In Minnesota, the wind is blowing but turbines aren’t turning. The machines, bought used from California and installed last fall, are completely frozen in place. Even on the windiest days, the blades sit at a standstill, producing no power. Why should anyone care? The problem highlights some of the less intuitive challenges associated with wind power — long considered to be the most feasible and cost effective source of renewable energy.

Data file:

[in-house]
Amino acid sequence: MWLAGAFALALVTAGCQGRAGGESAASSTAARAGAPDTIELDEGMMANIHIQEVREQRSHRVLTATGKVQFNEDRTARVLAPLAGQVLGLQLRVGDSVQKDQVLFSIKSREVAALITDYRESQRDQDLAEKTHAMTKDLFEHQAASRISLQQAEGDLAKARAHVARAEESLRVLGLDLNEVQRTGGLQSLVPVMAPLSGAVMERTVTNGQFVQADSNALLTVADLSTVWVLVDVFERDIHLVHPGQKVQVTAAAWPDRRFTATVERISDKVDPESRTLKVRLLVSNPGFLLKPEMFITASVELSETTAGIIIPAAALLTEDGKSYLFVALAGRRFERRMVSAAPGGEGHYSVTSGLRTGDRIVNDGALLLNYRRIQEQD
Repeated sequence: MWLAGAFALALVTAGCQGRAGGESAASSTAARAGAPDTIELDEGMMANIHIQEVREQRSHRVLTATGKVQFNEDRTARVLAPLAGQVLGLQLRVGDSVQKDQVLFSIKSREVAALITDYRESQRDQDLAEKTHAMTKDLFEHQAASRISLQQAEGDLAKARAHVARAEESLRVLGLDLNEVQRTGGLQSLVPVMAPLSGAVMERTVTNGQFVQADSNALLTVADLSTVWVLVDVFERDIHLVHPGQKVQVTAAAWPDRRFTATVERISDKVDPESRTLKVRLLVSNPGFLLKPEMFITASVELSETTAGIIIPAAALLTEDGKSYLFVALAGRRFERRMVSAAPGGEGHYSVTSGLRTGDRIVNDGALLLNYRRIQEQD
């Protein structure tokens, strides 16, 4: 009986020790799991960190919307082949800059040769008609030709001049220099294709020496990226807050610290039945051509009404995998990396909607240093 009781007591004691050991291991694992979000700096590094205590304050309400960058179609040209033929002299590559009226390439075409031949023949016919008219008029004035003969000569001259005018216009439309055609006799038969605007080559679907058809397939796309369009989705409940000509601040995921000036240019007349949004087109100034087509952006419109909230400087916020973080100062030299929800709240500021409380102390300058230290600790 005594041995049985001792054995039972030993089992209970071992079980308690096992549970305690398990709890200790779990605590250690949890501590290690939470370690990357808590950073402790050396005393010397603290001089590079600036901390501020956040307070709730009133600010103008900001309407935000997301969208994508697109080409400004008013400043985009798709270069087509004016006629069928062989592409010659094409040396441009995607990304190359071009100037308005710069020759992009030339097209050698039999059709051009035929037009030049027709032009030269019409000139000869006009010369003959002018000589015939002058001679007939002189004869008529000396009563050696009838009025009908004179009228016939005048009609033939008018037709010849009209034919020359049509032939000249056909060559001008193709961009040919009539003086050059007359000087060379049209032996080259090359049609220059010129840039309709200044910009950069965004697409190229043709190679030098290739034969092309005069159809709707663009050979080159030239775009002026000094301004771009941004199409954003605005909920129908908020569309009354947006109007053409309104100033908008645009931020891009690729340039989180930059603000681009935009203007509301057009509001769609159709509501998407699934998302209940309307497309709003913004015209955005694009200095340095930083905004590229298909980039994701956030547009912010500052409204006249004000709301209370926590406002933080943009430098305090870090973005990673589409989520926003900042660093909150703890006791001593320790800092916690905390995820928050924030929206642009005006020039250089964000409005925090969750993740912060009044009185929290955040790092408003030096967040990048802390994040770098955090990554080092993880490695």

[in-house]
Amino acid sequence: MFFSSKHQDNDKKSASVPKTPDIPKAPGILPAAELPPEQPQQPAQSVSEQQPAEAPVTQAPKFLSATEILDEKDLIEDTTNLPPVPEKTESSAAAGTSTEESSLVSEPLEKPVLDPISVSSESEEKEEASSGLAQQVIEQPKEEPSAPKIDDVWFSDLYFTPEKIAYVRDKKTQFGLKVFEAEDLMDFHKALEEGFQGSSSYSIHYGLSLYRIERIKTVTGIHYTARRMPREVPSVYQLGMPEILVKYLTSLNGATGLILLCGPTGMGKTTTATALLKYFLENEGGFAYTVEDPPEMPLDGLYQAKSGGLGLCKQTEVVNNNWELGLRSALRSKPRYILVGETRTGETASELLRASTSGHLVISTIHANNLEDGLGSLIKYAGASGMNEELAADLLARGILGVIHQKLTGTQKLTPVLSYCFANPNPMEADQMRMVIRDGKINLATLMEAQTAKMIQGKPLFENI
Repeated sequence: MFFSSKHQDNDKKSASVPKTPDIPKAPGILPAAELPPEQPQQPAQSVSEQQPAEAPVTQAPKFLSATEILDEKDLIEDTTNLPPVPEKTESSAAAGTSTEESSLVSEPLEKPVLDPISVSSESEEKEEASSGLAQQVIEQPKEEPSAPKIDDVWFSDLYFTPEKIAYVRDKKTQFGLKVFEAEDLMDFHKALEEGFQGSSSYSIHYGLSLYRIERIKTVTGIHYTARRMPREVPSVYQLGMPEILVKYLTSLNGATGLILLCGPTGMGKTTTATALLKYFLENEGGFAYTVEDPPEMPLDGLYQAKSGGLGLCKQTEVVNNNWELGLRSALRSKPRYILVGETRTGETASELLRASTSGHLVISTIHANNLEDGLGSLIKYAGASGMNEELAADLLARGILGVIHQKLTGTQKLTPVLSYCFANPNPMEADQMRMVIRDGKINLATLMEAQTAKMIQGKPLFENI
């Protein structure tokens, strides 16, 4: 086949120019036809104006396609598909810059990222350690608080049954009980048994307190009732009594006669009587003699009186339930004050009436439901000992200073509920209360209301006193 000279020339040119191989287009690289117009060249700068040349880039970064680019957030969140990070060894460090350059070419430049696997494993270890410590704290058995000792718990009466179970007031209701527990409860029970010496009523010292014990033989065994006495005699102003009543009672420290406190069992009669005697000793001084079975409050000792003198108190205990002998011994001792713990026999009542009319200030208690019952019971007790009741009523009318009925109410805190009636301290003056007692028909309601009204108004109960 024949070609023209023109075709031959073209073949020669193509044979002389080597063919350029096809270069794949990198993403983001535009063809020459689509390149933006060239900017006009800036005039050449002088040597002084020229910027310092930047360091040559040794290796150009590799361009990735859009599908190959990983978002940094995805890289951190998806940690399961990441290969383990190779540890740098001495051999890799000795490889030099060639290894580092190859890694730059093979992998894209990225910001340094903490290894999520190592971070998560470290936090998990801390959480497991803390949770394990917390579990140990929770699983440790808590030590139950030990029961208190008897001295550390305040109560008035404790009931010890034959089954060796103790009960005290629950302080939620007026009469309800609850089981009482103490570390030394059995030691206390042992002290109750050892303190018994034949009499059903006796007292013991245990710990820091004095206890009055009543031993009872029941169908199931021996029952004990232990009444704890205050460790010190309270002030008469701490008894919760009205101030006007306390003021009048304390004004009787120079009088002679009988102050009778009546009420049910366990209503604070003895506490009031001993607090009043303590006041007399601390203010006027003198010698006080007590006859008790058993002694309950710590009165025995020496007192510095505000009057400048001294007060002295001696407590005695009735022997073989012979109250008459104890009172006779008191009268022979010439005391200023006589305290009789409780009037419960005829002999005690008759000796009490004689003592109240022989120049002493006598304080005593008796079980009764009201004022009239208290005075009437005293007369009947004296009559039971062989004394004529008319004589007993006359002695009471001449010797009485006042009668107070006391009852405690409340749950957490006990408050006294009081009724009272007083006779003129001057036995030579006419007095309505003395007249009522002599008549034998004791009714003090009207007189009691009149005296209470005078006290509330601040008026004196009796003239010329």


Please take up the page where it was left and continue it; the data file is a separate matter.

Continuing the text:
The likely culprit in Minnesota: frozen hydraulic fluid, unfit for the state’s brutally cold winters. As the temperature continues to drop, these fluids have started to thicken, turning into jelly. This is a big problem, considering how much the Midwest has spent on trying to become the U.S.’s wind power corridor. Wind power is already intermittent — the wind isn’t blowing at gale speeds all the time. But being knocked out of commission for an entire season? That could be a deal breaker.